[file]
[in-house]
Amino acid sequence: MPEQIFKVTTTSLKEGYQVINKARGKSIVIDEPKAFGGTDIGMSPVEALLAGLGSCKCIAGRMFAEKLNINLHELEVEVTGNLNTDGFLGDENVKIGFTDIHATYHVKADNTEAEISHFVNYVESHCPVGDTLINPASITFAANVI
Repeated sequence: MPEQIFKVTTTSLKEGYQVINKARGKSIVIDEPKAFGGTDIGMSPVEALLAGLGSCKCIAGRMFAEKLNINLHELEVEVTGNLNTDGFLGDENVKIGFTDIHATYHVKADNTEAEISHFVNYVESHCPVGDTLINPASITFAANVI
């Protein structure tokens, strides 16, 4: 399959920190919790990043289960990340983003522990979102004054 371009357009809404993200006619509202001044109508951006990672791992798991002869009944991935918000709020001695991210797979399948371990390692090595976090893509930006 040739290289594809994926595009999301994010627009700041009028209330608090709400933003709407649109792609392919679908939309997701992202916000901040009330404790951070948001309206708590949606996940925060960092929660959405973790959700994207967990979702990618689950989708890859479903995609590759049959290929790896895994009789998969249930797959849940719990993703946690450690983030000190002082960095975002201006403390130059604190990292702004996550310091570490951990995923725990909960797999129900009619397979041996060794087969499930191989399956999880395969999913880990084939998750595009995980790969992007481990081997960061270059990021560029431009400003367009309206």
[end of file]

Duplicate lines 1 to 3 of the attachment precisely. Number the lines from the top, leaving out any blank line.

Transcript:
[in-house]
Amino acid sequence: MPEQIFKVTTTSLKEGYQVINKARGKSIVIDEPKAFGGTDIGMSPVEALLAGLGSCKCIAGRMFAEKLNINLHELEVEVTGNLNTDGFLGDENVKIGFTDIHATYHVKADNTEAEISHFVNYVESHCPVGDTLINPASITFAANVI
Repeated sequence: MPEQIFKVTTTSLKEGYQVINKARGKSIVIDEPKAFGGTDIGMSPVEALLAGLGSCKCIAGRMFAEKLNINLHELEVEVTGNLNTDGFLGDENVKIGFTDIHATYHVKADNTEAEISHFVNYVESHCPVGDTLINPASITFAANVI